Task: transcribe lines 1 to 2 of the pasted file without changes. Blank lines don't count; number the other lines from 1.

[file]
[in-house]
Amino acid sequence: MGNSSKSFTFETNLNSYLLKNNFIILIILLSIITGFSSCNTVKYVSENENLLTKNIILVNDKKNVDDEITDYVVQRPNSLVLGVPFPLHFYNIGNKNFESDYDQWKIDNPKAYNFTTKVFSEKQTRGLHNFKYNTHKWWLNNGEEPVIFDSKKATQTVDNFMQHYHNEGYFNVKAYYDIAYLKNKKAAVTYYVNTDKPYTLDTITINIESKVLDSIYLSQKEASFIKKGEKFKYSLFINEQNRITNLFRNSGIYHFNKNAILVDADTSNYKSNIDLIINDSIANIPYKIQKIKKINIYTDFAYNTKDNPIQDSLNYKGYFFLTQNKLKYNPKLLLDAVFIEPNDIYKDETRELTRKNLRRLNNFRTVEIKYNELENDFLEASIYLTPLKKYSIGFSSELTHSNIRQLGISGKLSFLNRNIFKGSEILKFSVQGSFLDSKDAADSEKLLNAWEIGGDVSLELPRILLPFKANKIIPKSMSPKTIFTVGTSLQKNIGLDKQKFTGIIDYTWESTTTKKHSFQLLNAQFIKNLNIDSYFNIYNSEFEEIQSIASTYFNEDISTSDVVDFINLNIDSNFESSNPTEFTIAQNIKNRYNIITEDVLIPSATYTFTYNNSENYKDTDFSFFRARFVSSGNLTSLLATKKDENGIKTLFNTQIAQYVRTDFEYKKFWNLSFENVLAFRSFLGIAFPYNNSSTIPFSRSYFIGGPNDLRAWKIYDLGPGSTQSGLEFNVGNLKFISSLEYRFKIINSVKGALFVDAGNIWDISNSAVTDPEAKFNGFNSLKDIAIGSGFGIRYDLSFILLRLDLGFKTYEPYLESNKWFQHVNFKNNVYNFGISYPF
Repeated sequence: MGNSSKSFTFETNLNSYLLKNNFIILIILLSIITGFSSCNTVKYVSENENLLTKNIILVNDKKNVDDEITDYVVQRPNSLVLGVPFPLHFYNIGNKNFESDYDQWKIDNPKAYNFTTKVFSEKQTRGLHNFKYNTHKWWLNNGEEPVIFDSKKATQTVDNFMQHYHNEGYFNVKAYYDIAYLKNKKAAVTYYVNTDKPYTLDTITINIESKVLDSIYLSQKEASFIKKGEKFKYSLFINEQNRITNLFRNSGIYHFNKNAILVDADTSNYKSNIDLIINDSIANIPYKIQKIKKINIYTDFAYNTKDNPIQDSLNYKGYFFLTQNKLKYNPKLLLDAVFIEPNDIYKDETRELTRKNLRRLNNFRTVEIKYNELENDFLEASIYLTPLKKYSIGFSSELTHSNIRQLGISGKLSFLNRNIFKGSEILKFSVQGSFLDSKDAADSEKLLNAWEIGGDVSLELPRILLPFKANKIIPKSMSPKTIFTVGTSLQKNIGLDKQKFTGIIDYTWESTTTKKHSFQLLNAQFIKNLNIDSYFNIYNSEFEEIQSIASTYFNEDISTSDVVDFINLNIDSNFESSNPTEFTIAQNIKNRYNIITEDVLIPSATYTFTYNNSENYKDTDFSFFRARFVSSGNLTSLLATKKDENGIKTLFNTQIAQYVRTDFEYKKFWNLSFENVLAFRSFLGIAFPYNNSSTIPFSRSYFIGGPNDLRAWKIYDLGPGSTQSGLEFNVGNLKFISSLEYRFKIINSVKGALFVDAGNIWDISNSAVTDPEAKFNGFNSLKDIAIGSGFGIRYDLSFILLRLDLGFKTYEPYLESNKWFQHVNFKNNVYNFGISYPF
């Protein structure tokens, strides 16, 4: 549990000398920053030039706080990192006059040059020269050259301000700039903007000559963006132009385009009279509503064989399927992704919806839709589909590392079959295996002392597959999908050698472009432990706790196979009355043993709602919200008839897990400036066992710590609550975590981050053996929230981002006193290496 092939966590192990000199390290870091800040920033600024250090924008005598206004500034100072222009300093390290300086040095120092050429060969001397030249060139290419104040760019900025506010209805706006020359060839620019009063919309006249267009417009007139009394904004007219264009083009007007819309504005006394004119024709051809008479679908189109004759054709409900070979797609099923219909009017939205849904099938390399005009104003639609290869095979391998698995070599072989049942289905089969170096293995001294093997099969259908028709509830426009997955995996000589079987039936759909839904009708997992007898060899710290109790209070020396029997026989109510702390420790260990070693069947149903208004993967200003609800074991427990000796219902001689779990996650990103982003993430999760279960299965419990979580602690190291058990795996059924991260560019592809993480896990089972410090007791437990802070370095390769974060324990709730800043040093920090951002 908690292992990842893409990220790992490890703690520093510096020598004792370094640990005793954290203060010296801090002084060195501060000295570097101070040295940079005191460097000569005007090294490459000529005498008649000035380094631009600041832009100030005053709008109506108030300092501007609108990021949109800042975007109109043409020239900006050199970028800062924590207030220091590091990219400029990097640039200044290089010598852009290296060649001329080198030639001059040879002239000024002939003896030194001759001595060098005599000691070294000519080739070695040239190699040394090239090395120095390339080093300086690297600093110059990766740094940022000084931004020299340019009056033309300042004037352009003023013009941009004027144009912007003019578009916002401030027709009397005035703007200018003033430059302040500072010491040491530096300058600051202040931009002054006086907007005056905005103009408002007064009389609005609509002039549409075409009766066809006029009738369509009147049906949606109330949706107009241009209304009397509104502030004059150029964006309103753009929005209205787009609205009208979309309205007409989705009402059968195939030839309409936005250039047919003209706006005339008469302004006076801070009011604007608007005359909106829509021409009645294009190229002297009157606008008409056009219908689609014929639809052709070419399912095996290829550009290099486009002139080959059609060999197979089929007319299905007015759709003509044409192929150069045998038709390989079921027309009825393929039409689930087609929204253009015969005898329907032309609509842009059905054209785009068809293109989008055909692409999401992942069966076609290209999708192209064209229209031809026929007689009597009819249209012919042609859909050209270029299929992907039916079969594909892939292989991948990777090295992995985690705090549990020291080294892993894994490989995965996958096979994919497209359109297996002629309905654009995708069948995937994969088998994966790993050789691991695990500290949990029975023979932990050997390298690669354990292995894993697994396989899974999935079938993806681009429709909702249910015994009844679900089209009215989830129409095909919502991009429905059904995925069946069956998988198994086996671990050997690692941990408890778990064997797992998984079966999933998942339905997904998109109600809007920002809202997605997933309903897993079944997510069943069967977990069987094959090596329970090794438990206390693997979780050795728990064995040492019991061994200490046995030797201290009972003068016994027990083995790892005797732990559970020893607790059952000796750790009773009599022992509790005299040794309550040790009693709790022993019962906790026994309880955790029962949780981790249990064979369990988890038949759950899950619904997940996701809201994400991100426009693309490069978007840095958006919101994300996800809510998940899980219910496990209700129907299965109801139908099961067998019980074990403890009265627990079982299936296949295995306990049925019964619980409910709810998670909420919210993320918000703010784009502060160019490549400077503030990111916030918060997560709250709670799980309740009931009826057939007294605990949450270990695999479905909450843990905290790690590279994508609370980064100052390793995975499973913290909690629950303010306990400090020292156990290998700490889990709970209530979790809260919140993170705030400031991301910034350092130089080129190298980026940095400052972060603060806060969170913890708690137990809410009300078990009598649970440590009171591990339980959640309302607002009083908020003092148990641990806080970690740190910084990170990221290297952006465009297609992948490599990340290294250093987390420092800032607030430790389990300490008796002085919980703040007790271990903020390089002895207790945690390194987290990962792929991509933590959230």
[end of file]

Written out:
[in-house]
Amino acid sequence: MGNSSKSFTFETNLNSYLLKNNFIILIILLSIITGFSSCNTVKYVSENENLLTKNIILVNDKKNVDDEITDYVVQRPNSLVLGVPFPLHFYNIGNKNFESDYDQWKIDNPKAYNFTTKVFSEKQTRGLHNFKYNTHKWWLNNGEEPVIFDSKKATQTVDNFMQHYHNEGYFNVKAYYDIAYLKNKKAAVTYYVNTDKPYTLDTITINIESKVLDSIYLSQKEASFIKKGEKFKYSLFINEQNRITNLFRNSGIYHFNKNAILVDADTSNYKSNIDLIINDSIANIPYKIQKIKKINIYTDFAYNTKDNPIQDSLNYKGYFFLTQNKLKYNPKLLLDAVFIEPNDIYKDETRELTRKNLRRLNNFRTVEIKYNELENDFLEASIYLTPLKKYSIGFSSELTHSNIRQLGISGKLSFLNRNIFKGSEILKFSVQGSFLDSKDAADSEKLLNAWEIGGDVSLELPRILLPFKANKIIPKSMSPKTIFTVGTSLQKNIGLDKQKFTGIIDYTWESTTTKKHSFQLLNAQFIKNLNIDSYFNIYNSEFEEIQSIASTYFNEDISTSDVVDFINLNIDSNFESSNPTEFTIAQNIKNRYNIITEDVLIPSATYTFTYNNSENYKDTDFSFFRARFVSSGNLTSLLATKKDENGIKTLFNTQIAQYVRTDFEYKKFWNLSFENVLAFRSFLGIAFPYNNSSTIPFSRSYFIGGPNDLRAWKIYDLGPGSTQSGLEFNVGNLKFISSLEYRFKIINSVKGALFVDAGNIWDISNSAVTDPEAKFNGFNSLKDIAIGSGFGIRYDLSFILLRLDLGFKTYEPYLESNKWFQHVNFKNNVYNFGISYPF